Methotrexate (also called MTX for short) is a medication prescribed for rheumatoid arthritis (RA). Methotrexate is a disease-modifying antirheumatic drug (DMARD), which means it slows the progression of RA. It’s the most commonly prescribed DMARD for RA, perhaps because it’s recommended by leading medical associations (such as the American College of Rheumatology and the European League Against Rheumatism) as a first treatment. Methotrexate can be used at any stage of the disease, on its own in the early stages or in combination with other medications. Methotrexate is also used to treat psoriasis, psoriatic arthritis, juvenile arthritis, lupus, and some forms of cancer (at much higher doses than for RA).
No one knows exactly how methotrexate works, but it interferes with processes in the body that cause inflammation and joint damage. So it relieves the joint pain, swelling, redness, and fatigue that come with RA.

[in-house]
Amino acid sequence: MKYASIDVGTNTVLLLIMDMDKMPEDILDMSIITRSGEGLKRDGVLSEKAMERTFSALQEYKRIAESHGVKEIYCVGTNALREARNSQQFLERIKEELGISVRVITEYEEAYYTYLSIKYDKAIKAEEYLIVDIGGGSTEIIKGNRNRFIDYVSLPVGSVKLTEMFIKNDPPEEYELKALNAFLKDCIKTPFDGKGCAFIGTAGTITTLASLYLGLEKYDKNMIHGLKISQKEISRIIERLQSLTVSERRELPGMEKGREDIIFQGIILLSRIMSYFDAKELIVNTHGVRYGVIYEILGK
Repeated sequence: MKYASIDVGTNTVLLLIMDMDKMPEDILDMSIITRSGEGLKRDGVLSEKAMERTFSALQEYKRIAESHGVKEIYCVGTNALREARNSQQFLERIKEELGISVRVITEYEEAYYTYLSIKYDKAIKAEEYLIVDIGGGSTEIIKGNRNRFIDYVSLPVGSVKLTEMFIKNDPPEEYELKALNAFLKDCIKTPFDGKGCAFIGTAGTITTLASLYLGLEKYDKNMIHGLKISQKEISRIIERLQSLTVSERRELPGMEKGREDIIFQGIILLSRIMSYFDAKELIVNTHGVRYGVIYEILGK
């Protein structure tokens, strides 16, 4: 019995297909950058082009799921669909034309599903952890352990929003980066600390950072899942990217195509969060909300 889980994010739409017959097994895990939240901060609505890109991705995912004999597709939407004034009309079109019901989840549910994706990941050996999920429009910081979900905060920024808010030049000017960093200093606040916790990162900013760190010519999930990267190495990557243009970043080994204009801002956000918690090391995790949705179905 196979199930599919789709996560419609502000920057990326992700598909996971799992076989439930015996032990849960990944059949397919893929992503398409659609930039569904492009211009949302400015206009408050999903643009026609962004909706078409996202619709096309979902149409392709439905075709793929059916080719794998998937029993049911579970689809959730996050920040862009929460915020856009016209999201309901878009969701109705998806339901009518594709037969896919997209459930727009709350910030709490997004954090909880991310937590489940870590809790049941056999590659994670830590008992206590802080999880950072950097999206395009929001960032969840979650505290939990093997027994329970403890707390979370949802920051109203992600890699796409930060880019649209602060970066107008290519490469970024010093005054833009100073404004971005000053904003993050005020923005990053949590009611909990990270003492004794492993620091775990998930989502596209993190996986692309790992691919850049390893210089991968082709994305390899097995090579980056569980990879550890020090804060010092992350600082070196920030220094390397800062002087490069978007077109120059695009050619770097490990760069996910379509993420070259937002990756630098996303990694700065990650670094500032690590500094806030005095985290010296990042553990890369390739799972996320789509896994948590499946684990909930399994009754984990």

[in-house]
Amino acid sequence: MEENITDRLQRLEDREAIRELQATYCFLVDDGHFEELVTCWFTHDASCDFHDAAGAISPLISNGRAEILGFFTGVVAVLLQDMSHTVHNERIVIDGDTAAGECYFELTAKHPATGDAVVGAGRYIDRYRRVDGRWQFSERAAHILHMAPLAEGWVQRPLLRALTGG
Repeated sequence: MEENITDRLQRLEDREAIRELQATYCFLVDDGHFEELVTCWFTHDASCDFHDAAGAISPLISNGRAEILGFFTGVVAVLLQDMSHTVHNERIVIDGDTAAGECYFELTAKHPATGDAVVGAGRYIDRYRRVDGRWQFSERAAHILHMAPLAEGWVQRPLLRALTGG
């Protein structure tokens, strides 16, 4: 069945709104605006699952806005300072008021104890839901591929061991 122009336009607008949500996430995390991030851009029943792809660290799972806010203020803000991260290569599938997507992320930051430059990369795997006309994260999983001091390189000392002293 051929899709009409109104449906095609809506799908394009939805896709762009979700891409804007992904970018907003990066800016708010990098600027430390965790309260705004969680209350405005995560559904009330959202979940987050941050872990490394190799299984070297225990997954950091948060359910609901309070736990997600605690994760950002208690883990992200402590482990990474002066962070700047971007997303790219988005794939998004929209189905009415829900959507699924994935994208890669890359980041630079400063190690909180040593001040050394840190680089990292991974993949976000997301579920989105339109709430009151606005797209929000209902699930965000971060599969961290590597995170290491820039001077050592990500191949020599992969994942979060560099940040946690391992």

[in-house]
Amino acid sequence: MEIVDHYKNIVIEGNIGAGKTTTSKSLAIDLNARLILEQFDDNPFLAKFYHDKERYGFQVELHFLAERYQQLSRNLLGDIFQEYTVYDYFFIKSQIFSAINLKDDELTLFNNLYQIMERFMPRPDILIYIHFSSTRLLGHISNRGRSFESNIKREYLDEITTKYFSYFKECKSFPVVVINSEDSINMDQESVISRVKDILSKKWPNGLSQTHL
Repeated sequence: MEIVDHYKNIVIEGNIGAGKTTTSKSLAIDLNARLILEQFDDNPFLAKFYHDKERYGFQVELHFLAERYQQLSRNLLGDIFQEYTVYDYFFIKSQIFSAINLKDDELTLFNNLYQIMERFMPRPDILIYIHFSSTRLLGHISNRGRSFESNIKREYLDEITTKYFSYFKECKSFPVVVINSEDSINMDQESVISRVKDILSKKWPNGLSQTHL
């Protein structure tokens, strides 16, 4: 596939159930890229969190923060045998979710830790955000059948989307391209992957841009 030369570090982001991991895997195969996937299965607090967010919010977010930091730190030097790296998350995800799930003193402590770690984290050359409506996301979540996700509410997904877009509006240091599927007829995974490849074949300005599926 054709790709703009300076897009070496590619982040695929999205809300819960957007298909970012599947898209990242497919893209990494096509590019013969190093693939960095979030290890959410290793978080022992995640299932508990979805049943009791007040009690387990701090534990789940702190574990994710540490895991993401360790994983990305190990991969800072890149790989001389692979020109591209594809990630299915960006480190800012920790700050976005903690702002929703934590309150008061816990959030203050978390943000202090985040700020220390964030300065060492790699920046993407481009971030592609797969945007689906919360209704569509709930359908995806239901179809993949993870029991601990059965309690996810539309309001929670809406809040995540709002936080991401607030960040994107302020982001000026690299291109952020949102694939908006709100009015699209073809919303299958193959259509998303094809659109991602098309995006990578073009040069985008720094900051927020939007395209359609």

Methotrexate comes in two forms for RA—an oral pill and a subcutaneous shot. Most people start out taking the pill form, but they may switch to subcutaneous methotrexate if the pills don’t work as well as they once did. Taking methotrexate subcutaneously helps get more of the drug into a person’s system. You may want to ask your doctor about the different dosing options and which one is right for you.
Methotrexate has a long history of safety and is considered one of the safest treatments for RA. That doesn’t mean it doesn’t have any side effects, however. Gastrointestinal symptoms (stomach upset and vomiting) can occur with oral methotrexate.